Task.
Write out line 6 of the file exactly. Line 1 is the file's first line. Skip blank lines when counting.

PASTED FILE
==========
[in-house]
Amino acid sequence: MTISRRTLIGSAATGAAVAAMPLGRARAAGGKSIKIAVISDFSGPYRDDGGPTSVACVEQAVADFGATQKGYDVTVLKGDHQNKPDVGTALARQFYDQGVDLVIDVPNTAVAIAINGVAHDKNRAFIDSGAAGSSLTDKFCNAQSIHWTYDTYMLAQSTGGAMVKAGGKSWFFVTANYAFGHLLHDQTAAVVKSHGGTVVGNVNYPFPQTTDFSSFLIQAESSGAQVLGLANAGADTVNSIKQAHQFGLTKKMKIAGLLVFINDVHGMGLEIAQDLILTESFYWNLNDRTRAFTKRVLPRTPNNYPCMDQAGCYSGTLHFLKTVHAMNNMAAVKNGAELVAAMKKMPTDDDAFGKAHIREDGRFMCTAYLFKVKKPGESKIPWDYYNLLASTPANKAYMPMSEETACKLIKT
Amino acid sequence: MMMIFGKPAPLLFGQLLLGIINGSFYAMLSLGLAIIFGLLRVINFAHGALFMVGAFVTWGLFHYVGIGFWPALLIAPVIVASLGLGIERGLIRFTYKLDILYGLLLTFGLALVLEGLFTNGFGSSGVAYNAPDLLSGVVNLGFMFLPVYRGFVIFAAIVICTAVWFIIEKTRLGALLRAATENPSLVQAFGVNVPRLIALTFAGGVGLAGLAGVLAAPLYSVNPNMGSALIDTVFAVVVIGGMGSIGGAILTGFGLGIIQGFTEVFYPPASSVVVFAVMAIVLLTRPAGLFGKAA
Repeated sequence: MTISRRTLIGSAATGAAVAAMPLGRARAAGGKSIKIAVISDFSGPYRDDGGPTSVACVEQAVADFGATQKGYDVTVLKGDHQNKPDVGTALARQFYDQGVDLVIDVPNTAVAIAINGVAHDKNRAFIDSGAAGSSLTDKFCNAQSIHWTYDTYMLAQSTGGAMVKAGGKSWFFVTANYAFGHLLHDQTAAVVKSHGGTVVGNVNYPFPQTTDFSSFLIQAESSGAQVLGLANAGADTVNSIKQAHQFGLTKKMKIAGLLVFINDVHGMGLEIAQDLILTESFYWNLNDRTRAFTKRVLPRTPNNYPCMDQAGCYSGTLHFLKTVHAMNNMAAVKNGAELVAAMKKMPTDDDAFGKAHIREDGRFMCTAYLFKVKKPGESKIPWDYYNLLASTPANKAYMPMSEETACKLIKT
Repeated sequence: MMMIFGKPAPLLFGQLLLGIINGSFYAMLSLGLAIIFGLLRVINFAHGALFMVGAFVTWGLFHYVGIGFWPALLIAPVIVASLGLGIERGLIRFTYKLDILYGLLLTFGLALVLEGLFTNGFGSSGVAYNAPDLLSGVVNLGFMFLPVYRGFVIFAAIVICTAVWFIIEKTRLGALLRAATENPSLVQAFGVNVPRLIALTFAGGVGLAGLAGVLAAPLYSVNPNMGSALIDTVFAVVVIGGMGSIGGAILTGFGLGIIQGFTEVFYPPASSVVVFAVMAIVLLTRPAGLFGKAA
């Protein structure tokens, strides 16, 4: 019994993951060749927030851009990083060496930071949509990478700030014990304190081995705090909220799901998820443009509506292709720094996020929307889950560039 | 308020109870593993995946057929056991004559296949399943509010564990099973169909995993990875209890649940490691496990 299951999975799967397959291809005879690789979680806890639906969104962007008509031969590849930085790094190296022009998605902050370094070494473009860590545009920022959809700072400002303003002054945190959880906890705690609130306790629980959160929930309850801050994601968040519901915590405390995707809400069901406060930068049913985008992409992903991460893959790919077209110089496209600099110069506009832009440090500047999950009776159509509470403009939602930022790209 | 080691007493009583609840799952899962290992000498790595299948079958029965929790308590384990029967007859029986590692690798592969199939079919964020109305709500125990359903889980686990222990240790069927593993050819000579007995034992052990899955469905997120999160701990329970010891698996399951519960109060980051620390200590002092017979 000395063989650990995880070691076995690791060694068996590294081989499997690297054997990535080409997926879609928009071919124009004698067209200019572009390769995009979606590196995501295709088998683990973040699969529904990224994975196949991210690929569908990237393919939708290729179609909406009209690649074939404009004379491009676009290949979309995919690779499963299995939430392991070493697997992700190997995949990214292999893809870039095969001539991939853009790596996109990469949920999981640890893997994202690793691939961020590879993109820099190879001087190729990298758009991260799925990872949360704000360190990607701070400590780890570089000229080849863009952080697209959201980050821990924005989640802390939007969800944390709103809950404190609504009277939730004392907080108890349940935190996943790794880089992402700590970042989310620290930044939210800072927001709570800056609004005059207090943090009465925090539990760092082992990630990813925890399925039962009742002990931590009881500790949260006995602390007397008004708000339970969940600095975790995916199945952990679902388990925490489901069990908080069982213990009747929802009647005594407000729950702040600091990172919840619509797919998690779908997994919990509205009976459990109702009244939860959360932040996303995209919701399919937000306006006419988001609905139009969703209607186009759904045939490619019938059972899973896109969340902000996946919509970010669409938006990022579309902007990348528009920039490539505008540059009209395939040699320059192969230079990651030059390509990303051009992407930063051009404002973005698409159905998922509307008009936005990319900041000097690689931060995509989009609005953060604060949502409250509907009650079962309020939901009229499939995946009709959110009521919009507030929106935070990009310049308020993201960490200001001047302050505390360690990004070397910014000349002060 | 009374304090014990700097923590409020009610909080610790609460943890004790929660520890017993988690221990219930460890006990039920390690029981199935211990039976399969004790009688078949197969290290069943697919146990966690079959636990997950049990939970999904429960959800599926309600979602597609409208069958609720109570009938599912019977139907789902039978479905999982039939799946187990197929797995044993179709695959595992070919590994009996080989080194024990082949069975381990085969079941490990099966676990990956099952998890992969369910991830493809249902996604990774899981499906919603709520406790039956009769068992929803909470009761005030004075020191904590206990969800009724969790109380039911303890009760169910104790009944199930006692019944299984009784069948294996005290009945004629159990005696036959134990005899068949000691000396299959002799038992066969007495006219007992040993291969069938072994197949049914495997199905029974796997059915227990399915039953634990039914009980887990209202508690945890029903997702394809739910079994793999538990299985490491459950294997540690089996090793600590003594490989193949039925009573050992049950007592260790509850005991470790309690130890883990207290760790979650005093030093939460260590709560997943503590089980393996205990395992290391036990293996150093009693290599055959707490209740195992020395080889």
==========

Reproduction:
């Protein structure tokens, strides 16, 4: 019994993951060749927030851009990083060496930071949509990478700030014990304190081995705090909220799901998820443009509506292709720094996020929307889950560039 | 308020109870593993995946057929056991004559296949399943509010564990099973169909995993990875209890649940490691496990 299951999975799967397959291809005879690789979680806890639906969104962007008509031969590849930085790094190296022009998605902050370094070494473009860590545009920022959809700072400002303003002054945190959880906890705690609130306790629980959160929930309850801050994601968040519901915590405390995707809400069901406060930068049913985008992409992903991460893959790919077209110089496209600099110069506009832009440090500047999950009776159509509470403009939602930022790209 | 080691007493009583609840799952899962290992000498790595299948079958029965929790308590384990029967007859029986590692690798592969199939079919964020109305709500125990359903889980686990222990240790069927593993050819000579007995034992052990899955469905997120999160701990329970010891698996399951519960109060980051620390200590002092017979 000395063989650990995880070691076995690791060694068996590294081989499997690297054997990535080409997926879609928009071919124009004698067209200019572009390769995009979606590196995501295709088998683990973040699969529904990224994975196949991210690929569908990237393919939708290729179609909406009209690649074939404009004379491009676009290949979309995919690779499963299995939430392991070493697997992700190997995949990214292999893809870039095969001539991939853009790596996109990469949920999981640890893997994202690793691939961020590879993109820099190879001087190729990298758009991260799925990872949360704000360190990607701070400590780890570089000229080849863009952080697209959201980050821990924005989640802390939007969800944390709103809950404190609504009277939730004392907080108890349940935190996943790794880089992402700590970042989310620290930044939210800072927001709570800056609004005059207090943090009465925090539990760092082992990630990813925890399925039962009742002990931590009881500790949260006995602390007397008004708000339970969940600095975790995916199945952990679902388990925490489901069990908080069982213990009747929802009647005594407000729950702040600091990172919840619509797919998690779908997994919990509205009976459990109702009244939860959360932040996303995209919701399919937000306006006419988001609905139009969703209607186009759904045939490619019938059972899973896109969340902000996946919509970010669409938006990022579309902007990348528009920039490539505008540059009209395939040699320059192969230079990651030059390509990303051009992407930063051009404002973005698409159905998922509307008009936005990319900041000097690689931060995509989009609005953060604060949502409250509907009650079962309020939901009229499939995946009709959110009521919009507030929106935070990009310049308020993201960490200001001047302050505390360690990004070397910014000349002060 | 009374304090014990700097923590409020009610909080610790609460943890004790929660520890017993988690221990219930460890006990039920390690029981199935211990039976399969004790009688078949197969290290069943697919146990966690079959636990997950049990939970999904429960959800599926309600979602597609409208069958609720109570009938599912019977139907789902039978479905999982039939799946187990197929797995044993179709695959595992070919590994009996080989080194024990082949069975381990085969079941490990099966676990990956099952998890992969369910991830493809249902996604990774899981499906919603709520406790039956009769068992929803909470009761005030004075020191904590206990969800009724969790109380039911303890009760169910104790009944199930006692019944299984009784069948294996005290009945004629159990005696036959134990005899068949000691000396299959002799038992066969007495006219007992040993291969069938072994197949049914495997199905029974796997059915227990399915039953634990039914009980887990209202508690945890029903997702394809739910079994793999538990299985490491459950294997540690089996090793600590003594490989193949039925009573050992049950007592260790509850005991470790309690130890883990207290760790979650005093030093939460260590709560997943503590089980393996205990395992290391036990293996150093009693290599055959707490209740195992020395080889």